How a man you've never heard of put Daniel's killer in jail.

By Kent Gordon and Gemma Deavin.

The Daniel Morcombe case was one of Australia’s biggest criminal investigations, but it was small-town lawyer Peter Boyce who played a vital role in ending the Morcombe family’s decade-long search for Daniel and his killer.

“One cannot talk about Peter without mentioning his significant role in finding Daniel and finding the person responsible,” Bruce Morcombe told Australian Story.

“[He’s] the person front and centre that’s helped us pretty well from day one.”

Peter Boyce, the small town lawyer who helped solve the biggest criminal investigation in Queensland's history.

Mr Boyce, a lawyer in the small south-east Queensland town of Nambour, did not know the Morcombes, but as a local was shocked by and drawn to the case.

"We'd been away on holidays, came back and there was this story... we couldn't believe it," he said.

"No-one ever thought that could happen in our area.

"I could see the pain, the hurt, the sense of loss and I thought, 'well at least I can do something as a lawyer'.

"I couldn't just walk away, and I wouldn't."

Mr Boyce helped Bruce and Denise start the Daniel Morcombe Foundation to keep the investigation into their son's disappearance in the public and police eye.

"In May 2005 we had our first Daniel Morcombe Foundation committee meeting," Denise Morcombe said.

"Peter came to our second meeting and basically hasn't left the foundation since."

13yo Daniel Morcombe disappeared in 2003 while waiting for a bus on the Sunshine Coast.

Mr Boyce's involvement increased when the Morcombes began to push for a coronial inquest in July 2009.

Mr Morcombe said their desire for an inquest was never a sign they were "cranky" about the police investigation.

"It was really saying thanks very much, we appreciate your efforts, now it's time for a review of that," he said.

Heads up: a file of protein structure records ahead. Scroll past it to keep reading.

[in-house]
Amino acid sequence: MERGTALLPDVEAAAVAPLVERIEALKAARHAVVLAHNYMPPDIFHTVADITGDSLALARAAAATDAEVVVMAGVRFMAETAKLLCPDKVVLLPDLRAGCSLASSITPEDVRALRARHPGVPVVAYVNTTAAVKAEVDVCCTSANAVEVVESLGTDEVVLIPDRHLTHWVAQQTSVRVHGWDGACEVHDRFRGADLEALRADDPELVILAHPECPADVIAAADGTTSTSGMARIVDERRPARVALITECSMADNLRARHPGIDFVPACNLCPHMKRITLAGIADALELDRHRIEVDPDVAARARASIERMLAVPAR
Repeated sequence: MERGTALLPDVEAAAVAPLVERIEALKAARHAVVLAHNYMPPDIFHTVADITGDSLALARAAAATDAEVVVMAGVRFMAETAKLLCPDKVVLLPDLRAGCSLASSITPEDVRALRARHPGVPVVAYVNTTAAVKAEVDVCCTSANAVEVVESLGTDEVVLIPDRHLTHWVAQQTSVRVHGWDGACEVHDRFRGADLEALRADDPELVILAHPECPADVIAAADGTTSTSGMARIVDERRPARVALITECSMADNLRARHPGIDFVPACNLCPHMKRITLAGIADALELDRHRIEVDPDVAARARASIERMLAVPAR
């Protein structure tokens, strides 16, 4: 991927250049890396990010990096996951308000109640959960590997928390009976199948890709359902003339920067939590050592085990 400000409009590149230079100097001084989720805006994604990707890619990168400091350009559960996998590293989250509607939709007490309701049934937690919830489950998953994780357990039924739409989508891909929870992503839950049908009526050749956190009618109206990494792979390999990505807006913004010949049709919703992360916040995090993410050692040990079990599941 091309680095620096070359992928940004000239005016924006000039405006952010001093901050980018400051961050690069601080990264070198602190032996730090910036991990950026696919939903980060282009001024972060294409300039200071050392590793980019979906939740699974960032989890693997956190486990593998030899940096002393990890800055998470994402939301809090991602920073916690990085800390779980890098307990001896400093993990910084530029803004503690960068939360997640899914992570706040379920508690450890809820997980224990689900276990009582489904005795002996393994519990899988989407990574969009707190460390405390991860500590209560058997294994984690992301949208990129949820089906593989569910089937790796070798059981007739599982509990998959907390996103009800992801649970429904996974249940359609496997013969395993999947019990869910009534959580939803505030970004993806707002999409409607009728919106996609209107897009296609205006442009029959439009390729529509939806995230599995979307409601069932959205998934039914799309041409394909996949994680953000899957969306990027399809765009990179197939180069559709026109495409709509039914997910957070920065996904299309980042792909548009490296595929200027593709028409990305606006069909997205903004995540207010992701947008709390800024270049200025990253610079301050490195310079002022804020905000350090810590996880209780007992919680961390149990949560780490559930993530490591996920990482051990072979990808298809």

News Corp journalist Kirstin Shorten followed the case and said at that stage, the Morcombes were increasingly frustrated by the way the police investigation was handled, but that "they always identified that they were on the same side".

Queensland Police Assistant Commissioner Mike Condon said there were frustrations from time to time because they were not getting the results they had hoped for.

"The Daniel Morcombe investigation was a very long and protracted investigation," he said.


"We were conscious that Bruce and Denise wanted answers."

When the coronial inquest was announced in 2010, the Morcombes initially planned to represent themselves.

"Peter said 'who's representing you?' And quite casually I said, 'well, Denise and I'," Mr Morcombe said.

"And his face just drained with blood."

Mike Condon acknowledged the Morcombes' concerns over the investigation.

Mr Boyce told Mr Morcombe it was not a good idea and that they would "get slaughtered because [they] don't know the system".

It was then that Mr Boyce stepped in as their lawyer.

"Peter was there day and night for months and months and months, reading the police brief and assisting Bruce," Mrs Morcombe said.

"He wanted to find the answer as much as us."

And he did it for free.

"It wasn't a matter of us coming up with all this money to pay a lawyer," Mrs Morcombe said.

"Peter Boyce did all of this for free - he wouldn't take any money at all."